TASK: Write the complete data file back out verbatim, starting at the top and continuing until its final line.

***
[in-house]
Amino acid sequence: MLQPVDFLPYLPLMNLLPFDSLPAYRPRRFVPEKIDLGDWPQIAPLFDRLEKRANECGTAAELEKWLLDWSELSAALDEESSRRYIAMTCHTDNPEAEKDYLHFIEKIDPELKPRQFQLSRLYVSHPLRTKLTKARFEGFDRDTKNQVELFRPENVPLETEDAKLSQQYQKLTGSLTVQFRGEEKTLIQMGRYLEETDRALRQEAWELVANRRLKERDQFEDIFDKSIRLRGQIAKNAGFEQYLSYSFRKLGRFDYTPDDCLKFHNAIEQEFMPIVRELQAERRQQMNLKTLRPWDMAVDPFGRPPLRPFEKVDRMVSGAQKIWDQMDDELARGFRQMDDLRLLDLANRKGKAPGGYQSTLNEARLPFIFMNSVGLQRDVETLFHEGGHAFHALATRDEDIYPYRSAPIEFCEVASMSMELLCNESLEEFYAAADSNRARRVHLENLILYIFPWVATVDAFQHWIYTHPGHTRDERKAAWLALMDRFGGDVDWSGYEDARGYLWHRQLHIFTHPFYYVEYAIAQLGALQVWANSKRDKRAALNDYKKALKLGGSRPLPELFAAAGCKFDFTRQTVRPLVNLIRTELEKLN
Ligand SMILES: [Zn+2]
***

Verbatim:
[in-house]
Amino acid sequence: MLQPVDFLPYLPLMNLLPFDSLPAYRPRRFVPEKIDLGDWPQIAPLFDRLEKRANECGTAAELEKWLLDWSELSAALDEESSRRYIAMTCHTDNPEAEKDYLHFIEKIDPELKPRQFQLSRLYVSHPLRTKLTKARFEGFDRDTKNQVELFRPENVPLETEDAKLSQQYQKLTGSLTVQFRGEEKTLIQMGRYLEETDRALRQEAWELVANRRLKERDQFEDIFDKSIRLRGQIAKNAGFEQYLSYSFRKLGRFDYTPDDCLKFHNAIEQEFMPIVRELQAERRQQMNLKTLRPWDMAVDPFGRPPLRPFEKVDRMVSGAQKIWDQMDDELARGFRQMDDLRLLDLANRKGKAPGGYQSTLNEARLPFIFMNSVGLQRDVETLFHEGGHAFHALATRDEDIYPYRSAPIEFCEVASMSMELLCNESLEEFYAAADSNRARRVHLENLILYIFPWVATVDAFQHWIYTHPGHTRDERKAAWLALMDRFGGDVDWSGYEDARGYLWHRQLHIFTHPFYYVEYAIAQLGALQVWANSKRDKRAALNDYKKALKLGGSRPLPELFAAAGCKFDFTRQTVRPLVNLIRTELEKLN
Ligand SMILES: [Zn+2]